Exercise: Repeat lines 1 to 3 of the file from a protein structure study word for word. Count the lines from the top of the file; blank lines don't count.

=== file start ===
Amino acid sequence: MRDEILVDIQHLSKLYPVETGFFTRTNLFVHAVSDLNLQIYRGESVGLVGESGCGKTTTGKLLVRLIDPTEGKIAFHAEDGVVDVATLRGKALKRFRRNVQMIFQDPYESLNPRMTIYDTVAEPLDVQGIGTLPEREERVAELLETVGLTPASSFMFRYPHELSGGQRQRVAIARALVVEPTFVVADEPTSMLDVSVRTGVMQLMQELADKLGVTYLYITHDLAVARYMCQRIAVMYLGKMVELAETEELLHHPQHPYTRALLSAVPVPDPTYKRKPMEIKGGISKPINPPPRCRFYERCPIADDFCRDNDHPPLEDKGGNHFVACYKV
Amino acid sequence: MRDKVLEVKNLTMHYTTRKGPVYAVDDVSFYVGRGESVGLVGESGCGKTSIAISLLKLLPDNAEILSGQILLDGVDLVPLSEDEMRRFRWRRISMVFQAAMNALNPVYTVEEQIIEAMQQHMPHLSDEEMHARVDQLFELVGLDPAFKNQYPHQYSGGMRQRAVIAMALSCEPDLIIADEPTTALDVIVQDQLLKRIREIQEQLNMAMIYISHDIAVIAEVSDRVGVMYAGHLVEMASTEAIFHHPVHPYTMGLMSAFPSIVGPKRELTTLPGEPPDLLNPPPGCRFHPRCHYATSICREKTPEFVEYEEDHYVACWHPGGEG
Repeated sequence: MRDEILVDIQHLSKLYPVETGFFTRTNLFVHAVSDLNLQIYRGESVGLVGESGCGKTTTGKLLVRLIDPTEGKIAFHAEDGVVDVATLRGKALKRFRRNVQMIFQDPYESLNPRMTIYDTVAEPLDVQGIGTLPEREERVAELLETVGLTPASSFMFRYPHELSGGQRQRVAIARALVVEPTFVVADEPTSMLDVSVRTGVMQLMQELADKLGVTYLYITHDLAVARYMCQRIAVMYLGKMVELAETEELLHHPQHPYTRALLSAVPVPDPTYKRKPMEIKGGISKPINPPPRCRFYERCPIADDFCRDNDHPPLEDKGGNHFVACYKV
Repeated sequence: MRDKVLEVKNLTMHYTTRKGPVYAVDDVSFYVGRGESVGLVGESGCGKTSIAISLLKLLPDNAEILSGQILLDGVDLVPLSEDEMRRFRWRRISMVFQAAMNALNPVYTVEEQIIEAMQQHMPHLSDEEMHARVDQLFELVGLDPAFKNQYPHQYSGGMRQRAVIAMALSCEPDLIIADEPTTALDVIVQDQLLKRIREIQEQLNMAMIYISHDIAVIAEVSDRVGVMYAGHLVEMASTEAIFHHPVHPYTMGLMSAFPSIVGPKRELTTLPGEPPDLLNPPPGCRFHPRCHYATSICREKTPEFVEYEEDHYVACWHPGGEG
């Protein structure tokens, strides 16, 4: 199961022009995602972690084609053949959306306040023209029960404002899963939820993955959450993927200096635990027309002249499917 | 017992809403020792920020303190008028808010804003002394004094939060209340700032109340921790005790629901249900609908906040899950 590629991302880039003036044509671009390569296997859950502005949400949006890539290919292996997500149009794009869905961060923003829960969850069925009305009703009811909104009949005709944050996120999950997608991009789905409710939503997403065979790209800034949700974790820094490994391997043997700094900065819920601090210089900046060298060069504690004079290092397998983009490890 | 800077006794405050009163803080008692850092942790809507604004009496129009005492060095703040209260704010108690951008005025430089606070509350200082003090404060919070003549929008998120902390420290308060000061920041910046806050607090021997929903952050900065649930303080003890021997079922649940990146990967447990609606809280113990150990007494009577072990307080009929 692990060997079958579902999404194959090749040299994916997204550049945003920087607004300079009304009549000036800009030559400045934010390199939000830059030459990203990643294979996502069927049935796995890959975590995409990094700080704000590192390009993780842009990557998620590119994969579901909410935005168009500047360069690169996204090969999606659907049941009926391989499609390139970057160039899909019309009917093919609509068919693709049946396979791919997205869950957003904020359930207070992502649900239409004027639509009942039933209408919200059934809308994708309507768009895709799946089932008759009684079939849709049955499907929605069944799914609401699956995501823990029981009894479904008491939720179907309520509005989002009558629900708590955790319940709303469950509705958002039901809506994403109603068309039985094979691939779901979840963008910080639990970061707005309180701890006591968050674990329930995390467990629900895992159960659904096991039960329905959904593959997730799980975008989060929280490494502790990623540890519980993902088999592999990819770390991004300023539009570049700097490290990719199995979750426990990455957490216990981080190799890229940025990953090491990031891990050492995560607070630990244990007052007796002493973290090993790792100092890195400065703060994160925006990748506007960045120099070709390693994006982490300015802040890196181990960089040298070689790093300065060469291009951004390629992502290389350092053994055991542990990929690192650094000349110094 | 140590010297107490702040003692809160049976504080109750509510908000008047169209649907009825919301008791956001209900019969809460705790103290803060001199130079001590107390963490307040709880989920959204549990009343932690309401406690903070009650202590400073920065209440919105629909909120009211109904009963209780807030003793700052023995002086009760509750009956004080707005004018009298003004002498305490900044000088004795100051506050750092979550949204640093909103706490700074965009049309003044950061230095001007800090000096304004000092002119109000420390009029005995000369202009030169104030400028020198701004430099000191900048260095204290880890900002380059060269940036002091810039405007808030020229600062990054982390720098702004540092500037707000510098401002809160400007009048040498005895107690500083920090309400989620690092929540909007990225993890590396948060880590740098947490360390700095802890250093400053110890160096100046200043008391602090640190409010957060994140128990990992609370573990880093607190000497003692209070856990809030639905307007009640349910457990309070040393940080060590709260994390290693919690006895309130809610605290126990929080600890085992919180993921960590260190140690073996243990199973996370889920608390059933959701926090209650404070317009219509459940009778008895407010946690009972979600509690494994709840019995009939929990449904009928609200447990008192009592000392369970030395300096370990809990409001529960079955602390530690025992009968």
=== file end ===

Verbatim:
Amino acid sequence: MRDEILVDIQHLSKLYPVETGFFTRTNLFVHAVSDLNLQIYRGESVGLVGESGCGKTTTGKLLVRLIDPTEGKIAFHAEDGVVDVATLRGKALKRFRRNVQMIFQDPYESLNPRMTIYDTVAEPLDVQGIGTLPEREERVAELLETVGLTPASSFMFRYPHELSGGQRQRVAIARALVVEPTFVVADEPTSMLDVSVRTGVMQLMQELADKLGVTYLYITHDLAVARYMCQRIAVMYLGKMVELAETEELLHHPQHPYTRALLSAVPVPDPTYKRKPMEIKGGISKPINPPPRCRFYERCPIADDFCRDNDHPPLEDKGGNHFVACYKV
Amino acid sequence: MRDKVLEVKNLTMHYTTRKGPVYAVDDVSFYVGRGESVGLVGESGCGKTSIAISLLKLLPDNAEILSGQILLDGVDLVPLSEDEMRRFRWRRISMVFQAAMNALNPVYTVEEQIIEAMQQHMPHLSDEEMHARVDQLFELVGLDPAFKNQYPHQYSGGMRQRAVIAMALSCEPDLIIADEPTTALDVIVQDQLLKRIREIQEQLNMAMIYISHDIAVIAEVSDRVGVMYAGHLVEMASTEAIFHHPVHPYTMGLMSAFPSIVGPKRELTTLPGEPPDLLNPPPGCRFHPRCHYATSICREKTPEFVEYEEDHYVACWHPGGEG
Repeated sequence: MRDEILVDIQHLSKLYPVETGFFTRTNLFVHAVSDLNLQIYRGESVGLVGESGCGKTTTGKLLVRLIDPTEGKIAFHAEDGVVDVATLRGKALKRFRRNVQMIFQDPYESLNPRMTIYDTVAEPLDVQGIGTLPEREERVAELLETVGLTPASSFMFRYPHELSGGQRQRVAIARALVVEPTFVVADEPTSMLDVSVRTGVMQLMQELADKLGVTYLYITHDLAVARYMCQRIAVMYLGKMVELAETEELLHHPQHPYTRALLSAVPVPDPTYKRKPMEIKGGISKPINPPPRCRFYERCPIADDFCRDNDHPPLEDKGGNHFVACYKV